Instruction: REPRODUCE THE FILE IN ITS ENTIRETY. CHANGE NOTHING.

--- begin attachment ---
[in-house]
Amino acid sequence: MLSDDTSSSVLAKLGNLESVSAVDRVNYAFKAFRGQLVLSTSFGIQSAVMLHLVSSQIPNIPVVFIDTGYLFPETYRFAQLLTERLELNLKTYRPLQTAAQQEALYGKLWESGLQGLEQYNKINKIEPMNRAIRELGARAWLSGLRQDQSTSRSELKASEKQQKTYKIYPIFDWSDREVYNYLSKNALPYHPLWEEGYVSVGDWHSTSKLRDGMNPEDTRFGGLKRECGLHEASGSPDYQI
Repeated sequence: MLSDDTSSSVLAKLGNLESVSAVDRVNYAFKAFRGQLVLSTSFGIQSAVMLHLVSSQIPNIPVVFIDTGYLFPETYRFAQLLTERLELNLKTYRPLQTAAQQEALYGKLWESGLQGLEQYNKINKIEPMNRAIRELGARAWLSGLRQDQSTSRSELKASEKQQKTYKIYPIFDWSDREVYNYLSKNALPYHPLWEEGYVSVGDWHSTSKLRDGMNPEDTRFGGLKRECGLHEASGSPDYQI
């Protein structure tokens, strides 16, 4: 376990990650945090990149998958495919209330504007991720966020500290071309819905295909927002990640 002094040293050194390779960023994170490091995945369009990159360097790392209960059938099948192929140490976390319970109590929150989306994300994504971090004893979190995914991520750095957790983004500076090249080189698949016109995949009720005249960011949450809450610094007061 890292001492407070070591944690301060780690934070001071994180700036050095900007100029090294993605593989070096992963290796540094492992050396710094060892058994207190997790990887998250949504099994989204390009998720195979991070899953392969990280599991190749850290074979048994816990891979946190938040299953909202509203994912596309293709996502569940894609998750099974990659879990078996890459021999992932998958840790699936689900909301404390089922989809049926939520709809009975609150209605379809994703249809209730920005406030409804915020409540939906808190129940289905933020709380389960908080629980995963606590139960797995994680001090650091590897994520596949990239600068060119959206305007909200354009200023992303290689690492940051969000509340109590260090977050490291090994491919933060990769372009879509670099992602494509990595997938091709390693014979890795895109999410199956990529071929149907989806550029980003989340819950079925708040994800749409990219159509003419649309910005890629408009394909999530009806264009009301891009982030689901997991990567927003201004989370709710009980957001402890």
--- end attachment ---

[in-house]
Amino acid sequence: MLSDDTSSSVLAKLGNLESVSAVDRVNYAFKAFRGQLVLSTSFGIQSAVMLHLVSSQIPNIPVVFIDTGYLFPETYRFAQLLTERLELNLKTYRPLQTAAQQEALYGKLWESGLQGLEQYNKINKIEPMNRAIRELGARAWLSGLRQDQSTSRSELKASEKQQKTYKIYPIFDWSDREVYNYLSKNALPYHPLWEEGYVSVGDWHSTSKLRDGMNPEDTRFGGLKRECGLHEASGSPDYQI
Repeated sequence: MLSDDTSSSVLAKLGNLESVSAVDRVNYAFKAFRGQLVLSTSFGIQSAVMLHLVSSQIPNIPVVFIDTGYLFPETYRFAQLLTERLELNLKTYRPLQTAAQQEALYGKLWESGLQGLEQYNKINKIEPMNRAIRELGARAWLSGLRQDQSTSRSELKASEKQQKTYKIYPIFDWSDREVYNYLSKNALPYHPLWEEGYVSVGDWHSTSKLRDGMNPEDTRFGGLKRECGLHEASGSPDYQI
């Protein structure tokens, strides 16, 4: 376990990650945090990149998958495919209330504007991720966020500290071309819905295909927002990640 002094040293050194390779960023994170490091995945369009990159360097790392209960059938099948192929140490976390319970109590929150989306994300994504971090004893979190995914991520750095957790983004500076090249080189698949016109995949009720005249960011949450809450610094007061 890292001492407070070591944690301060780690934070001071994180700036050095900007100029090294993605593989070096992963290796540094492992050396710094060892058994207190997790990887998250949504099994989204390009998720195979991070899953392969990280599991190749850290074979048994816990891979946190938040299953909202509203994912596309293709996502569940894609998750099974990659879990078996890459021999992932998958840790699936689900909301404390089922989809049926939520709809009975609150209605379809994703249809209730920005406030409804915020409540939906808190129940289905933020709380389960908080629980995963606590139960797995994680001090650091590897994520596949990239600068060119959206305007909200354009200023992303290689690492940051969000509340109590260090977050490291090994491919933060990769372009879509670099992602494509990595997938091709390693014979890795895109999410199956990529071929149907989806550029980003989340819950079925708040994800749409990219159509003419649309910005890629408009394909999530009806264009009301891009982030689901997991990567927003201004989370709710009980957001402890």